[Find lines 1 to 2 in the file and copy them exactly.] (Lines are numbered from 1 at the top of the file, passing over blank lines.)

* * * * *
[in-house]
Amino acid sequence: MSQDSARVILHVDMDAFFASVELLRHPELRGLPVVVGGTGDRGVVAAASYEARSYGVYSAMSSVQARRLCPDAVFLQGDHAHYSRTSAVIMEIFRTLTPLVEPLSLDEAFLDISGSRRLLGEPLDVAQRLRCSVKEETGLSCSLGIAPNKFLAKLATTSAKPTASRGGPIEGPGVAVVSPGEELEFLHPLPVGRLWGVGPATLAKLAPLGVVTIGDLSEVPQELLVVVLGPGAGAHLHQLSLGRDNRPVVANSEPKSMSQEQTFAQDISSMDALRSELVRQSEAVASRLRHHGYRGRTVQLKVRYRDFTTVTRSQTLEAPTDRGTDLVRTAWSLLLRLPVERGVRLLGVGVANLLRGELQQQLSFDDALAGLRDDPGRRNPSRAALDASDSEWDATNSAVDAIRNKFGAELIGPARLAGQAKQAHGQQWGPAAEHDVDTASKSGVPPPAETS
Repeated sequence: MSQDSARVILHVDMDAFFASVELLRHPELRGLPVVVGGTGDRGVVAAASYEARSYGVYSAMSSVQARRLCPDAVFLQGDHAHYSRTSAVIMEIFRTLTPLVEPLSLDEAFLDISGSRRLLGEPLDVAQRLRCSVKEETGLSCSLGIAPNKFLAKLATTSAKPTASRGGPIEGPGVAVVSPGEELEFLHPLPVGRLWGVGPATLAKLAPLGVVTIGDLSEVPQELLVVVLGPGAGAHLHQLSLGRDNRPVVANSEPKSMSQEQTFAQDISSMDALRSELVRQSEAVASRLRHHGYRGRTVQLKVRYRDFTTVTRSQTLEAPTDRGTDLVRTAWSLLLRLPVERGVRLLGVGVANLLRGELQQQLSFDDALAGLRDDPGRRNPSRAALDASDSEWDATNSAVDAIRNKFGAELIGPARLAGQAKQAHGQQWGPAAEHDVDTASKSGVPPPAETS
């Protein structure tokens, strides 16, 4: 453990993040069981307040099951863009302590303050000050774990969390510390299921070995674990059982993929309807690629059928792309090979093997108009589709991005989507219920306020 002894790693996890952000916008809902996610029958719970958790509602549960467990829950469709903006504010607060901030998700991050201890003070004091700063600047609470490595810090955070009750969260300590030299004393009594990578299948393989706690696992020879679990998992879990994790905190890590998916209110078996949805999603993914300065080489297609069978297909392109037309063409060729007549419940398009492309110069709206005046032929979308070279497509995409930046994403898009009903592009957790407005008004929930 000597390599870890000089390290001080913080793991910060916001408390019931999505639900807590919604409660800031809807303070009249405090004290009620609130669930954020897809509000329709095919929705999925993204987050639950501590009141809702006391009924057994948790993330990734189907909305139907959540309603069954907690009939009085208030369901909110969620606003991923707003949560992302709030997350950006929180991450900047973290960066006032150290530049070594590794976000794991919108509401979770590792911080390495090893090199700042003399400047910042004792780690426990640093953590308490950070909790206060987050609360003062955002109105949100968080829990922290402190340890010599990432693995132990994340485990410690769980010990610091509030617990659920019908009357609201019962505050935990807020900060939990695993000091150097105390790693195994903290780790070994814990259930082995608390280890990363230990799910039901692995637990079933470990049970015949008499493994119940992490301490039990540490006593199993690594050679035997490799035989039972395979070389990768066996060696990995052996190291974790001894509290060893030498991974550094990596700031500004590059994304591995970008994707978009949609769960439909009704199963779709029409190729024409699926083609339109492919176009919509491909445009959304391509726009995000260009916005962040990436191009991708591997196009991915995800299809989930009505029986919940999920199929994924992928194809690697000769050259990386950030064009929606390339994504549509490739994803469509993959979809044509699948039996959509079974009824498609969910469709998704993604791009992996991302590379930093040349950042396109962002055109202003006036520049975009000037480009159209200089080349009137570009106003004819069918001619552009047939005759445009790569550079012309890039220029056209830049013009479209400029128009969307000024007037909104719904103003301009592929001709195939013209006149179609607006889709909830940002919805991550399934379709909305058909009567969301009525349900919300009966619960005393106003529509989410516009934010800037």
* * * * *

[in-house]
Amino acid sequence: MSQDSARVILHVDMDAFFASVELLRHPELRGLPVVVGGTGDRGVVAAASYEARSYGVYSAMSSVQARRLCPDAVFLQGDHAHYSRTSAVIMEIFRTLTPLVEPLSLDEAFLDISGSRRLLGEPLDVAQRLRCSVKEETGLSCSLGIAPNKFLAKLATTSAKPTASRGGPIEGPGVAVVSPGEELEFLHPLPVGRLWGVGPATLAKLAPLGVVTIGDLSEVPQELLVVVLGPGAGAHLHQLSLGRDNRPVVANSEPKSMSQEQTFAQDISSMDALRSELVRQSEAVASRLRHHGYRGRTVQLKVRYRDFTTVTRSQTLEAPTDRGTDLVRTAWSLLLRLPVERGVRLLGVGVANLLRGELQQQLSFDDALAGLRDDPGRRNPSRAALDASDSEWDATNSAVDAIRNKFGAELIGPARLAGQAKQAHGQQWGPAAEHDVDTASKSGVPPPAETS